Piaget's Stages of Cognitive Development
Sensorimotor
Preoperational
Concrete Operational
Formal Operational
Sensorimotor
Birth to about age 2
Child relies heavily on innate motor responses to stimuli
Sensorimotor intelligence
Mental representations
Object permanence
Preoperational
About age 2 to age 6 or 7
Marked by well-developed mental representation and the use of language.

Egocentrism
Animalistic thinking
Centration
irreversibility
Concrete Operational
About age 7 to about age 11
Child understands conservation but is incapable of abstract thought
Conservation
Mental operations
Formal Operational
From about age 12 on
Abstract thought appears
(Social and Emotional Development)Temperament -
An individual's inherited, "wired-in" pattern of personality and behavior
Socialization -
The lifelong process of shaping an individual's behavior patterns, values, standards, skills, attitudes and motives to conform to those regarded as desirable in a particular society
Most approaches to child rearing fall into one of the following four styles:
Authoritarian parents
Authoritative parents
Permissive parents
Uninvolved parents
Other factors influencing a child's development may include:
Effects of day care
Leisure influences
Gender
Erikson's Psychosocial Stages
Age/Period Principal Challenge
0 to 1 1/2 years Trust vs. mistrust
1 1/2 to 3 years Autonomy vs. self doubt
3 to 6 years Initiative vs. guilt
6 years to puberty Industry vs. inferiority
Adolescence Identity vs. role confusion
Identity vs. role confusion Intimacy vs. isolation
Middle adulthood Generativity vs. stagnation
Late adulthood Ego-integrity vs. despair
What Changes Mark the Transition of Adolescence?
Adolescence offers new developmental challenges growing out of physical changes, cognitive changes, and socioemotional changes
Adolescence -
Developmental period beginning at puberty and ending at adulthood
Rites of passage -
Social rituals that usually take place at about the time of puberty and serve as a public acknowledgement of the transition from childhood to adulthood
Puberty -
Onset of sexual maturity
Menarche
Onset of menstruation, which signals puberty in girls------Around puberty, boys and girls become more aware of their physical attractiveness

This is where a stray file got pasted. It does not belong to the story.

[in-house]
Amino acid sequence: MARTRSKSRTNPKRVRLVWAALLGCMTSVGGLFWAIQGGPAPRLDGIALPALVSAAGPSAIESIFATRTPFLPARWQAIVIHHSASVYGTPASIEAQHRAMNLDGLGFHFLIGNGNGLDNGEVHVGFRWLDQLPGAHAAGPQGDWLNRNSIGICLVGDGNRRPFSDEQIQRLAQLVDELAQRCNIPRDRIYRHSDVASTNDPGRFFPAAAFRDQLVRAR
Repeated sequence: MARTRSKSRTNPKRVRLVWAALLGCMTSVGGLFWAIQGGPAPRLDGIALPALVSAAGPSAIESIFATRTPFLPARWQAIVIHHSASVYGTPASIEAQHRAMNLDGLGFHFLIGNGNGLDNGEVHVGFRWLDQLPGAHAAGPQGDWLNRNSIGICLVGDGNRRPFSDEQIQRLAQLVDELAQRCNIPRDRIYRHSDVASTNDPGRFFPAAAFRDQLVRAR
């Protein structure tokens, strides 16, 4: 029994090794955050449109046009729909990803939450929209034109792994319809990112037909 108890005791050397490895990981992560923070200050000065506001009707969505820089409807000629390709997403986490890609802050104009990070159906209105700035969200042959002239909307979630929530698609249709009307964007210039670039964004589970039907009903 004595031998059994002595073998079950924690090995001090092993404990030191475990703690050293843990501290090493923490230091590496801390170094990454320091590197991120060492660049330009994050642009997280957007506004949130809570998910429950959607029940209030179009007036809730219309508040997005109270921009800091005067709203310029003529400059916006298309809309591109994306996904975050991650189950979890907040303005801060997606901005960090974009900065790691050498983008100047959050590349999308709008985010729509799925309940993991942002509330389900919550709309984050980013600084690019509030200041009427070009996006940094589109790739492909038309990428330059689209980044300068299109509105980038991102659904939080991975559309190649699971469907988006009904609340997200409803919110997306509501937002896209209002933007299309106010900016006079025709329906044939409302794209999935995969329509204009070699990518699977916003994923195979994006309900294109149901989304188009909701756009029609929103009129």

Cognitive Development in Adolescence
Hormones rise to high levels
The frontal lobes undergo a "remodel"
Processes information through the amygdala rather than frontal cortex
This leads to sensation seeking and risk taking, and preoccupation with body image and sex
Adolescence brings Piaget's final stage of cognitive growth (abstract and complex thought)
Kohlberg's Stages of Moral Reasoning
Development of our sense of right and wrong
Using moral dilemmas responses fell into 6 categories/stages
Preconventional morality
Stage 1: Reward/punishment
Stage 2: Cost/benefit orientation; reciprocity
II. Conventional morality
Stage 3: "Good child" orientation
Stage 4: Law-and-order orientation
III. Postconventional (principled) morality
Stage 5: Social contract orientation
Stage 6: Ethical principle orientation
Critiques of Kohlberg's theory:
Culture and morality
Gender and morality
The increasing influence of peers
Identity crisis
Period of turmoil?
What Developmental Challenges Do Adults Face?
Nature and nurture continue to interact as we progress thorough a series of transitions in adulthood, with cultural norms about age combining with new technology to increase both the length and quality of life for many adults
Intimacy versus isolation-
(Early and Emerging Adulthood)
Intimacy-capacity to make a full commitment
Isolation-inability to connect with others in meaningful ways
Exploration and experimentation
work, lifestyle, worldviews
Challenges of Midlife
Peak period of life as opposed to "over the hill"
Generativity vs. stagnation
Generativity
to make meaningful and lasting contributions to family, work, society, or future generations.
Most do not undergo a mid-life crisis
Most do not experience the "empty nest syndrome"
Late Adulthood: The Age of Integrity
According to Erikson, the final crisis involves ego-identity vs. despair
Ego-identity -
The ability to look back on life without regrets and to enjoy a sense of wholeness
The Last Developmental Problems You Will Face-Some of the most obvious changes that occur with age affect physical abilities such as:
Vision
Hearing
Thinking, learning, and problem solving
Memory
Sexual functioning
Social interaction
Emotions